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The Humanity Behind the Invention of the Computer

Business Technology | March 30, 2012

Can you imagine life without the computer? It wasn’t that long ago that people didn’t have them, yet today we carry them around in our purses in the form of smartphones.

How did computers develop into such an essential appliance in such a short amount of time? That’s the question that science historian and author George Dyson asks, and answers, in his new book, Turing’s Cathedral, a kind of personal history of the pc.

Dyson, the son of scientist Freeman Dyson, has spent much of his life at the Princeton Institute for Advanced Studies. The institute was home to many of the world’s most powerful scientific minds whilst the first digital computer was being created.

If you read Turing’s Cathedral it will surprise you at just how much chance was involved in the creation of the machines that let to computers. The book not only highlights the creation of the computer but also the personalities involved at the Princeton Institute. They weren’t always on the same page but managed to create the first digital computer nevertheless.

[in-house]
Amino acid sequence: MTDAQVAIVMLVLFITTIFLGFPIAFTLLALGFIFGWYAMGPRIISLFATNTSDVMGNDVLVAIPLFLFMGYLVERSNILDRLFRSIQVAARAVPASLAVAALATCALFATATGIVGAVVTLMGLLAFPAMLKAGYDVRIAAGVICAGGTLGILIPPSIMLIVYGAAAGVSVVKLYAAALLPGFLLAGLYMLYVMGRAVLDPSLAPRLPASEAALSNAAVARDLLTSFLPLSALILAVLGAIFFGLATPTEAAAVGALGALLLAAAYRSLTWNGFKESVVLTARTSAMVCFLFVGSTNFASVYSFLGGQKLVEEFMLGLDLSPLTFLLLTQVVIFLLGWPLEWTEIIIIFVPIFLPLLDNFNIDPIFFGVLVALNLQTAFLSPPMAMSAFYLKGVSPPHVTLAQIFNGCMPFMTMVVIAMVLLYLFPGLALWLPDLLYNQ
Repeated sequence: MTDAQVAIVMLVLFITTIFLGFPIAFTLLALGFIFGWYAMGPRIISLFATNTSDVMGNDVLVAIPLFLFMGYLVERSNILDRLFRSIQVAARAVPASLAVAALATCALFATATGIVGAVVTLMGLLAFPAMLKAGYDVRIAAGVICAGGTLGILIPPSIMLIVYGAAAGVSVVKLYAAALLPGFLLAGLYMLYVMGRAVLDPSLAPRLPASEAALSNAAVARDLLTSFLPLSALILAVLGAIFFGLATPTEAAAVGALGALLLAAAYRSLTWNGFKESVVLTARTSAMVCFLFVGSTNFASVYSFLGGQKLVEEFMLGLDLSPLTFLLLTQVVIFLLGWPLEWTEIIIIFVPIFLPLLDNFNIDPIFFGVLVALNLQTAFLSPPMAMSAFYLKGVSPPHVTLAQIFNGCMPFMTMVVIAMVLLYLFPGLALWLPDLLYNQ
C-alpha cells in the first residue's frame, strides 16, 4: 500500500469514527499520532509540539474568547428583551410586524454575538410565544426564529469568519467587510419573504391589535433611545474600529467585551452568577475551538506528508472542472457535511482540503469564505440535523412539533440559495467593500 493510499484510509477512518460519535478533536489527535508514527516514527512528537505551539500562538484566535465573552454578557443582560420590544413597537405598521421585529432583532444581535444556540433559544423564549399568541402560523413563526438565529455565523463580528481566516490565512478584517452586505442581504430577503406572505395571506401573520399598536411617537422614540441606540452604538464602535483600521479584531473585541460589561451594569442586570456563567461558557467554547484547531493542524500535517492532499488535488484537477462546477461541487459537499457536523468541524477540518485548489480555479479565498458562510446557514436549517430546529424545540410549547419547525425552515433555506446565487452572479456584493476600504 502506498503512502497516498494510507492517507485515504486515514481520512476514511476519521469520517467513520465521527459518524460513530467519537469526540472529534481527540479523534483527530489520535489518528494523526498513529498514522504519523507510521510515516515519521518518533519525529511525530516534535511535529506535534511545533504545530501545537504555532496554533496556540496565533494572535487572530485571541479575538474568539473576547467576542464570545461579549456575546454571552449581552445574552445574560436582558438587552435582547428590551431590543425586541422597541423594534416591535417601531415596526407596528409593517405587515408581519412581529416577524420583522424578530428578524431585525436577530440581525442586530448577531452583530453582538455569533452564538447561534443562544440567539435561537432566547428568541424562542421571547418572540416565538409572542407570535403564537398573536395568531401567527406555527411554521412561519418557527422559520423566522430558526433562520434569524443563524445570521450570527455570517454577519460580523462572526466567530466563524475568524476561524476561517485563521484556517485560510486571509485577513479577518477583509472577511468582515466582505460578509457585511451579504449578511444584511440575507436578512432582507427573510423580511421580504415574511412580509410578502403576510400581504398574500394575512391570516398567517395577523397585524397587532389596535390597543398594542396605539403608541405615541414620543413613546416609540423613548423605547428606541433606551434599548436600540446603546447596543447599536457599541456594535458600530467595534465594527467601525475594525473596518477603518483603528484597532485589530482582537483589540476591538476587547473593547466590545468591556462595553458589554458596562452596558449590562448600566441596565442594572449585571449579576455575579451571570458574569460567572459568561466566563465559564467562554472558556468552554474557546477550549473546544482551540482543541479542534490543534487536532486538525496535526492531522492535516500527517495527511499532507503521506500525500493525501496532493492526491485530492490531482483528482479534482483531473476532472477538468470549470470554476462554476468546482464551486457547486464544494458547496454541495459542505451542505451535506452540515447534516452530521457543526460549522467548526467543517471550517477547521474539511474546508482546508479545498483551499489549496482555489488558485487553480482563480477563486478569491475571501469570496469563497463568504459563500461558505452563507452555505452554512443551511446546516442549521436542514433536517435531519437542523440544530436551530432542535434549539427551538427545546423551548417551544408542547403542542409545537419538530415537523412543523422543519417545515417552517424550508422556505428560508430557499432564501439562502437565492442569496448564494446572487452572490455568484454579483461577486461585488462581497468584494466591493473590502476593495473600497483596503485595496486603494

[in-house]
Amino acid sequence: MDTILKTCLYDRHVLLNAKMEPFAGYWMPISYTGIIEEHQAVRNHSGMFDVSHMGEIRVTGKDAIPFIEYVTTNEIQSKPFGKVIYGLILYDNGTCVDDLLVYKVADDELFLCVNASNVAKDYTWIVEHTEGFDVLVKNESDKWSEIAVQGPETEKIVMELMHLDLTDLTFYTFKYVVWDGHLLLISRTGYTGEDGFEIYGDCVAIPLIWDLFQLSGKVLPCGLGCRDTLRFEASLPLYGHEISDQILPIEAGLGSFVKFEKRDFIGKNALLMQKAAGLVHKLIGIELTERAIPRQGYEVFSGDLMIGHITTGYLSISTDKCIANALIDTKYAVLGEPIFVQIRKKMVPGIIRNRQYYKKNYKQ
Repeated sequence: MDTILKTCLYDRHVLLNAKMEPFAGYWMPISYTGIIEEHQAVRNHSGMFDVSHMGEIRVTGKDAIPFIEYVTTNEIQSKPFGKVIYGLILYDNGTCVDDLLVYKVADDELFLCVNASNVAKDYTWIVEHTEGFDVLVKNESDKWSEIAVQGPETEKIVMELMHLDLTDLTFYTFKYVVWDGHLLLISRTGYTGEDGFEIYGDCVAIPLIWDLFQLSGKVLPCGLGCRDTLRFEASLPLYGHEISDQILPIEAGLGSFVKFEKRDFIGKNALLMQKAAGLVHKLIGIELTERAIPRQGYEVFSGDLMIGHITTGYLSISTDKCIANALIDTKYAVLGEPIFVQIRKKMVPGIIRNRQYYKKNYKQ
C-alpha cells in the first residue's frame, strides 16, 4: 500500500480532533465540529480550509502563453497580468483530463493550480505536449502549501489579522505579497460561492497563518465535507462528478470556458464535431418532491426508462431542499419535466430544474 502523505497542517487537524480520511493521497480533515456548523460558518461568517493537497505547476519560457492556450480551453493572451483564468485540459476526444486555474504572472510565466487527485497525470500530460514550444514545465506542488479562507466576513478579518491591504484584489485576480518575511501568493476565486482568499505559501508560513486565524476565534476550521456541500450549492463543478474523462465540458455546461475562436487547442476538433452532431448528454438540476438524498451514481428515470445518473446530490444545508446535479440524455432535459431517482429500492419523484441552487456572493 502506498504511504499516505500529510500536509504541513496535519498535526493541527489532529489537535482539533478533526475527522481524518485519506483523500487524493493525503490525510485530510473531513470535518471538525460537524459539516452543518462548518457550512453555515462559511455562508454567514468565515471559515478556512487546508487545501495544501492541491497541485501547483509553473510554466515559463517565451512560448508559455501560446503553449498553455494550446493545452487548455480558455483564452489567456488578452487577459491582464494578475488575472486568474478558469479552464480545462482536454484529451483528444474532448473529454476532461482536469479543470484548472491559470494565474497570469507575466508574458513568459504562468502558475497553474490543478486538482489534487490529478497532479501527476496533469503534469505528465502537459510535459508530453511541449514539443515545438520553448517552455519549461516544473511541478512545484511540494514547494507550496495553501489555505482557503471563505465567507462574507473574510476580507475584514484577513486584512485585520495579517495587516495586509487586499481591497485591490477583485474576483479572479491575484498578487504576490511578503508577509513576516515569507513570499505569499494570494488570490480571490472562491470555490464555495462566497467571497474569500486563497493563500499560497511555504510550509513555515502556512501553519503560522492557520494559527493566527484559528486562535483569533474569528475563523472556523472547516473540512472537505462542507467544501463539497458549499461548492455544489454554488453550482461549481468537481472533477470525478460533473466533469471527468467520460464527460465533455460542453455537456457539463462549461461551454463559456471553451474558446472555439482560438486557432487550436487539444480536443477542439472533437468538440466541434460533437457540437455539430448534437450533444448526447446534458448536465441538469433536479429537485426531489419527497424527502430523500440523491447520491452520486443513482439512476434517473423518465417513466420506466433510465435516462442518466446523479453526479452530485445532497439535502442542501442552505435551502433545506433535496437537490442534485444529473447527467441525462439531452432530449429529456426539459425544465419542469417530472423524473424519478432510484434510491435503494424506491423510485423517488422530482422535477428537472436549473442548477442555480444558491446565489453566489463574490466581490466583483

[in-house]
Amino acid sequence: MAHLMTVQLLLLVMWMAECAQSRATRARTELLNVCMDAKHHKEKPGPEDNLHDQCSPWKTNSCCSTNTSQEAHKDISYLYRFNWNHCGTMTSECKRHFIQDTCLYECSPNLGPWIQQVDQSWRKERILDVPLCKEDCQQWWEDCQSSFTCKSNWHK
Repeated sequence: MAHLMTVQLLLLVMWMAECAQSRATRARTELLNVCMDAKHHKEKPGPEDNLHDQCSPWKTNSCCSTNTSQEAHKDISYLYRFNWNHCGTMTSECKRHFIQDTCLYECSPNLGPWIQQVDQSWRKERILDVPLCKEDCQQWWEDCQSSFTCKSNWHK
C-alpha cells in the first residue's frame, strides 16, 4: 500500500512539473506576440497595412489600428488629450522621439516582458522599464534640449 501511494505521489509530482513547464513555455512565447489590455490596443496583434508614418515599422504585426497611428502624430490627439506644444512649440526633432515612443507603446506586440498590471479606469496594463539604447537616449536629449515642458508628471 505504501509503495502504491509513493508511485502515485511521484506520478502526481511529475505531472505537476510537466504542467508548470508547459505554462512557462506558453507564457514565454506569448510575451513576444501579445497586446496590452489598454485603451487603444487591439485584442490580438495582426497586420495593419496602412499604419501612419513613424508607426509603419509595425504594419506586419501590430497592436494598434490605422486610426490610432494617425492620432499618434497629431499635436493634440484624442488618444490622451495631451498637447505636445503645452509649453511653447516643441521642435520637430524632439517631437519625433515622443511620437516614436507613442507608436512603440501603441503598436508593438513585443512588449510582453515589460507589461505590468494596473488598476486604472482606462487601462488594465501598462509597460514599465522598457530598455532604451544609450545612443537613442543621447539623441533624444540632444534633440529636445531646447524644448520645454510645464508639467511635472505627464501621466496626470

Like all great projects, this one included more than its share of rivalries, fall-outs, and, of course, salty language. The individuals behind this project were geniuses. They were not saints. The book also covers the important moral issues the creators of the computer faced by the close relationship of their computer work to the U.S. nuclear weapons project.

You may think that history books are dry reads and a history of computers has to be crammed with technical jargon. Turing’s Cathedral does not fit that image at all. Anybody who uses a computer will find this book interesting. Which is an awful lot of people these days.


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